Bike share has quickly become a popular form of transportation for people across Chicago. Chicagoans use bike share for running errands, commuting to work, recreation, and more. Most popular among the different bike share options is Divvy. Divvy bike docks cover more than 100 square miles of Chicago, giving commuters a quick and environmentally friendly way to get to work. Divvy, however, has no stations south of 87th street leaving South Side residents without this option. A new pilot on the South Side has taken off to offer residents dockless bike share.
A six-month pilot kicked off May 1st that allows riders to locate and unlock bikes through an app as opposed to a designated station such as the ones used by Divvy. Four different vendors have implemented this new system. Zagster’s Pace bikes and Uber’s Jump bikes are expanding their initial fleet of bikes.
Both Pace and Uber’s bikes offer “lock-to” equipment that the city wants these bikes to have. The city requests that cables or u-locks be provided to lock bikes onto bike racks or other stationary objects. The idea behind this is to avoid sidewalks that are cluttered with bikes.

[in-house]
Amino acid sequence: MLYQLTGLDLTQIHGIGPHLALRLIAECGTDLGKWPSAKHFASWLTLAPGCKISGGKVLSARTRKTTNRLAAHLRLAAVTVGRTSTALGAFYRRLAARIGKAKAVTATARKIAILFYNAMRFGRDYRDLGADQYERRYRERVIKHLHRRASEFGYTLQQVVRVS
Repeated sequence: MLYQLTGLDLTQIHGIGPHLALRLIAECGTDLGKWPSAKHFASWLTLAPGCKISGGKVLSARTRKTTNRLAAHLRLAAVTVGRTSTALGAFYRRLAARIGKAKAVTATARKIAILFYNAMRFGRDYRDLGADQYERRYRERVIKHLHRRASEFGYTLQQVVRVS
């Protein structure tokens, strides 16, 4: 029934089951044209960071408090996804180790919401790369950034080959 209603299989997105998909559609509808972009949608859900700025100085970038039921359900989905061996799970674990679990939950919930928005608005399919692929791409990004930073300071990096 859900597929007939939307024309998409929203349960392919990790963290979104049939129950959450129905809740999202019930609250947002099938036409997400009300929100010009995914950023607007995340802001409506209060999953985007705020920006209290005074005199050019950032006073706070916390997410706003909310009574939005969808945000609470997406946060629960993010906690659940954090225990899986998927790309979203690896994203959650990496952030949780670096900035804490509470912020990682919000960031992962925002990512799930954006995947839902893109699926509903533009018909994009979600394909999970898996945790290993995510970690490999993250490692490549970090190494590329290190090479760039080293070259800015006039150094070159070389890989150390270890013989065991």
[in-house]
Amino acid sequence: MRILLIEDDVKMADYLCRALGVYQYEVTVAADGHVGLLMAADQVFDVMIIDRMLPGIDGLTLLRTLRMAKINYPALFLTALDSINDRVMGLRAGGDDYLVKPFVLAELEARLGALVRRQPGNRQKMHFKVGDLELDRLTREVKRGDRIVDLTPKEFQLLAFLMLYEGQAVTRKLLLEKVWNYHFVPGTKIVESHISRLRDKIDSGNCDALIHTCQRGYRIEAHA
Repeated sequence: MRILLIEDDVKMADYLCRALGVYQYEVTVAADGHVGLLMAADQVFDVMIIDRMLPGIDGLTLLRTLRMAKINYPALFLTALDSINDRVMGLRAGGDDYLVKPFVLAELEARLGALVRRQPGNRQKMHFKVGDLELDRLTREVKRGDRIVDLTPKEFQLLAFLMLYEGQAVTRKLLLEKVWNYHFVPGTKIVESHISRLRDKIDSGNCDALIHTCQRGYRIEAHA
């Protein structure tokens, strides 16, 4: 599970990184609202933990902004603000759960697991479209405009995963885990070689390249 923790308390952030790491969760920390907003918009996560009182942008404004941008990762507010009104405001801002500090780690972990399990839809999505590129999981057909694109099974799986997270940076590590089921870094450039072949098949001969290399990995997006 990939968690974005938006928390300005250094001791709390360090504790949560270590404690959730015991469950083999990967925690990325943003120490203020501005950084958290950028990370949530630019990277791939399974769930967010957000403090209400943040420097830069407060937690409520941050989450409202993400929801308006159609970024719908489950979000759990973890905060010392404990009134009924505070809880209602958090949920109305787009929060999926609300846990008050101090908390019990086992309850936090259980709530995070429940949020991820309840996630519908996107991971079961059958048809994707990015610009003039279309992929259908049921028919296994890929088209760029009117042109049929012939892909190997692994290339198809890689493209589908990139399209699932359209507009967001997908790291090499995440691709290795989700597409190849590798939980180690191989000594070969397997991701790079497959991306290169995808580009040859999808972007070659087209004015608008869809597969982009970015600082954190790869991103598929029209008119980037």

The bike share companies Ofo and Limebike, which have also been a part of this pilot, will not expand. Each of these companies is limited to 50 bikes each due to their wheel lock technology that allows the bikes to be left anywhere. Ofo and Limebike have fought against this policy stating that “lock-to” equipment is inconvenient for bike riders. Although they are unable to expand at this time, the vendors are still allowed to participate in the pilot.
Zagster’s Chicago market manager, Dave Reed, says the company has surveyed riders and found over half use the bikes for commuting or running errands. The company is also working to install more bike racks to create more space for bike parking.
It is unclear if the dockless bike share companies have plans to expand into the North Side.